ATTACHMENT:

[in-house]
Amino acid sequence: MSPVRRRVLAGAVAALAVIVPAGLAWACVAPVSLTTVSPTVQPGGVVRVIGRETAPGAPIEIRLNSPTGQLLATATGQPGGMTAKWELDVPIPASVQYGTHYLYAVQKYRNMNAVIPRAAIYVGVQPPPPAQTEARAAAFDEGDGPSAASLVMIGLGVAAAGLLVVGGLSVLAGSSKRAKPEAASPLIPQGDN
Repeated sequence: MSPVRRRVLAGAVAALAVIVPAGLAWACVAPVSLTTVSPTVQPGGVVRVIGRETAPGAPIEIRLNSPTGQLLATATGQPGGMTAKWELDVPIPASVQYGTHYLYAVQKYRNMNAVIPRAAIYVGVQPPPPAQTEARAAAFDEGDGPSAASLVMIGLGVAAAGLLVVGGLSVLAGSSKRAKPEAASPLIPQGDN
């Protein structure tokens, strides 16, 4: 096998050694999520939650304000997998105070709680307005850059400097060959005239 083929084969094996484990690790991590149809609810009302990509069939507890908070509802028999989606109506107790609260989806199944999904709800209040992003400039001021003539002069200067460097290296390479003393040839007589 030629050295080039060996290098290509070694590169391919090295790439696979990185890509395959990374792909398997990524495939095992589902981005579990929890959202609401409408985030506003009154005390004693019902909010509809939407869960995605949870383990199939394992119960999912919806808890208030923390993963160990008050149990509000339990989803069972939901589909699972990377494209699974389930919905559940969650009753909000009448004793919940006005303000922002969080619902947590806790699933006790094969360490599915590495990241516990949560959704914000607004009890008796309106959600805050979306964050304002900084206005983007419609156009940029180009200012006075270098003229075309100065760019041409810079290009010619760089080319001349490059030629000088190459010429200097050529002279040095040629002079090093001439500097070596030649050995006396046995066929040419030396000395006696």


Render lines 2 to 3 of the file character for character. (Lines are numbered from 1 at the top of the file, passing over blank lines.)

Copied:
Amino acid sequence: MSPVRRRVLAGAVAALAVIVPAGLAWACVAPVSLTTVSPTVQPGGVVRVIGRETAPGAPIEIRLNSPTGQLLATATGQPGGMTAKWELDVPIPASVQYGTHYLYAVQKYRNMNAVIPRAAIYVGVQPPPPAQTEARAAAFDEGDGPSAASLVMIGLGVAAAGLLVVGGLSVLAGSSKRAKPEAASPLIPQGDN
Repeated sequence: MSPVRRRVLAGAVAALAVIVPAGLAWACVAPVSLTTVSPTVQPGGVVRVIGRETAPGAPIEIRLNSPTGQLLATATGQPGGMTAKWELDVPIPASVQYGTHYLYAVQKYRNMNAVIPRAAIYVGVQPPPPAQTEARAAAFDEGDGPSAASLVMIGLGVAAAGLLVVGGLSVLAGSSKRAKPEAASPLIPQGDN